Judge in parking spat unwelcome in Baguio
BAGUIO CITY—The city council on Monday declared Cabanatuan Municipal Trial Court Judge Nelson Largo persona non grata (unwanted person) after he compelled local traffic enforcers, who cited him for illegal parking, to appear in his courtroom in Nueva Ecija province.
The declaration came two days after Largo canceled the subpoena requiring the enforcers to appear at a Nov. 29 hearing in his court after he charged them with indirect contempt.
Stating that documents submitted to his court were “meritorious,” Largo, in a Nov. 18 order, said “the ends of justice [had been] sufficiently met,” and no longer required Bernard Batnag, a member of the city’s public order and safety division, and the traffic enforcement chief assigned to the Baguio City public market to appear in his sala in Cabanatuan City.
The Baguio council on Monday passed a resolution declaring Largo unwelcome, asserting that the judge committed an “inappropriate legal action” when he charged two Baguio traffic enforcers with indirect contempt in spite of his “glaring traffic violations.”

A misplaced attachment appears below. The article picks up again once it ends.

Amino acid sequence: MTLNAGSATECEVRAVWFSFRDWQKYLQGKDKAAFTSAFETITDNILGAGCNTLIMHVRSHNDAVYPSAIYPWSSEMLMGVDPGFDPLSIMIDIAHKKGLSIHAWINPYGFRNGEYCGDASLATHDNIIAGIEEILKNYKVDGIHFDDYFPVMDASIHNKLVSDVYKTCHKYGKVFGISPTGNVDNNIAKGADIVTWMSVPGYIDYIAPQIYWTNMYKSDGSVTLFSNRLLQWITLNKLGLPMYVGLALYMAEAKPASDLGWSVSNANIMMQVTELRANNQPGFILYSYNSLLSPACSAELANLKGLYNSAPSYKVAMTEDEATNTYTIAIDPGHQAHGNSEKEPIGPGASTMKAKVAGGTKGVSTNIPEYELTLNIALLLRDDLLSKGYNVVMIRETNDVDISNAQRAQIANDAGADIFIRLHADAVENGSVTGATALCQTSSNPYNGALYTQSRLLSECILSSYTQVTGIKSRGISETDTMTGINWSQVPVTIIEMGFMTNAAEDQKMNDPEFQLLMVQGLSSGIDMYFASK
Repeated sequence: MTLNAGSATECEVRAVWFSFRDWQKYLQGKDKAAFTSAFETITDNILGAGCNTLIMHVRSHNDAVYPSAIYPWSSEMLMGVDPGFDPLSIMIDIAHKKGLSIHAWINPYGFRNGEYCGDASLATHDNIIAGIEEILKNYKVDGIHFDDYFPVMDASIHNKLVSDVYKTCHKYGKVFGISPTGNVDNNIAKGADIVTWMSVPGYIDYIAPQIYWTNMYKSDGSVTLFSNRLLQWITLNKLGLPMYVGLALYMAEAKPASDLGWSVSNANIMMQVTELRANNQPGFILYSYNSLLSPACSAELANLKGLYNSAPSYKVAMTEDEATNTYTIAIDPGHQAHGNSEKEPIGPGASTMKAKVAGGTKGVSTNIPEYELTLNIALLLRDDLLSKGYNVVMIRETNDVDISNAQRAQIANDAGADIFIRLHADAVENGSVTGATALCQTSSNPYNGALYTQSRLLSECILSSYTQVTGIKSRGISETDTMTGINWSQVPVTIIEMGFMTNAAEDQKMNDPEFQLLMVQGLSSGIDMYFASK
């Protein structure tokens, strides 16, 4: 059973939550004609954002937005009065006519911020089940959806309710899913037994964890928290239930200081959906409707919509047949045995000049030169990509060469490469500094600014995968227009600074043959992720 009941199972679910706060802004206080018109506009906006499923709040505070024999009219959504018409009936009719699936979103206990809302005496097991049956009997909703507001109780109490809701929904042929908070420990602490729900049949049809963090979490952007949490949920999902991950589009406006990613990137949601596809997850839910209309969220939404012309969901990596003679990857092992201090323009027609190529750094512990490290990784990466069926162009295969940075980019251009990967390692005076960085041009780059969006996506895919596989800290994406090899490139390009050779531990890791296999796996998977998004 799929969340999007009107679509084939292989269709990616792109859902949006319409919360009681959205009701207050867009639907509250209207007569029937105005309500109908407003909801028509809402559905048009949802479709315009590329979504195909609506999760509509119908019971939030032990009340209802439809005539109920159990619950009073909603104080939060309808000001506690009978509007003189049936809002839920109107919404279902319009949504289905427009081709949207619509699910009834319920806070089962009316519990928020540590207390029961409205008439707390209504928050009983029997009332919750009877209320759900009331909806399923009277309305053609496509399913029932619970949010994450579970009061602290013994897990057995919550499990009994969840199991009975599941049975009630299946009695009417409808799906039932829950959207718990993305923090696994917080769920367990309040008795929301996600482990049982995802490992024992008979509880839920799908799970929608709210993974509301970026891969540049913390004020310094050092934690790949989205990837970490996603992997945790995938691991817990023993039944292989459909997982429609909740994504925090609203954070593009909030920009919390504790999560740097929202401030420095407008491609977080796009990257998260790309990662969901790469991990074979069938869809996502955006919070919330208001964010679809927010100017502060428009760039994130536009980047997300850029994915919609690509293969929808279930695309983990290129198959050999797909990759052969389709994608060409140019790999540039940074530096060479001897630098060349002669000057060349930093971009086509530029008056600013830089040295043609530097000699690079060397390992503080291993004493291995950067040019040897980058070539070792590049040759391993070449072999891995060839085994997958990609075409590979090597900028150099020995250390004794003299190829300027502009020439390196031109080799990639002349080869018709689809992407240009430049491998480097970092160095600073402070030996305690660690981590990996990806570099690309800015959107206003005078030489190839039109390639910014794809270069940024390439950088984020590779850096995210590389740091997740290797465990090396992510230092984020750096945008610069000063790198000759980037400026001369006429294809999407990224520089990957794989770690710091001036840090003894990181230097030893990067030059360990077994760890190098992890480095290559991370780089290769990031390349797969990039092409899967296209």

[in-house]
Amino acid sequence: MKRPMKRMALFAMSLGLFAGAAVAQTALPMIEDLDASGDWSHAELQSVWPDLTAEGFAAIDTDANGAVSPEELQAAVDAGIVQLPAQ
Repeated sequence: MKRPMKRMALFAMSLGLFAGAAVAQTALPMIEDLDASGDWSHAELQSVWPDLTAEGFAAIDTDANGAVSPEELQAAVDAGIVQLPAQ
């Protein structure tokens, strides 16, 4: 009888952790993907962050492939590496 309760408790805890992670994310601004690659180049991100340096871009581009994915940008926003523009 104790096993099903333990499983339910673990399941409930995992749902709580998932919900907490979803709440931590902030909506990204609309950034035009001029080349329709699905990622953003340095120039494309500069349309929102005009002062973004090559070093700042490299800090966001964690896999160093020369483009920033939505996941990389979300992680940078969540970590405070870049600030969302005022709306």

Misuse of contempt power
The council described Largo’s actions “as grave abuse and misuse of contempt power.”
“Moreover, such action constitutes conduct unbecoming of a judge and cannot be countenanced by the city government and its constituents,” according to the resolution sponsored by Vice Mayor Faustino Olowan.
Largo’s Oct. 28 subpoena directed Batnag to explain why he and fellow traffic enforcers issued the judge a traffic citation ticket and confiscated his license plate for parking illegally inside the market complex.
Removing his license plate was a violation of due process, the judge said. But his actions drew the attention of the Supreme Court’s Office of the Court Administrator.
Largo said he attended a security seminar in Baguio and was headed back to Cabanatuan City when he parked briefly at the market.
According to Largo’s order, settling the fine and recovering his license plates “evidently caused delay in the scheduled hearings” and “the administration of justice.”
“Due process is a basic right and enshrined and protected in our Constitution and it applies even in the cases of confiscation of license plates,” he said.
The Inquirer tried to reach Largo on Wednesday but his staff said the judge was on leave.
“Unless he (Largo) accepts what he did was wrong and be humble enough to come to apologize to the people of Baguio, he will remain unwelcome here,” Olowan said.
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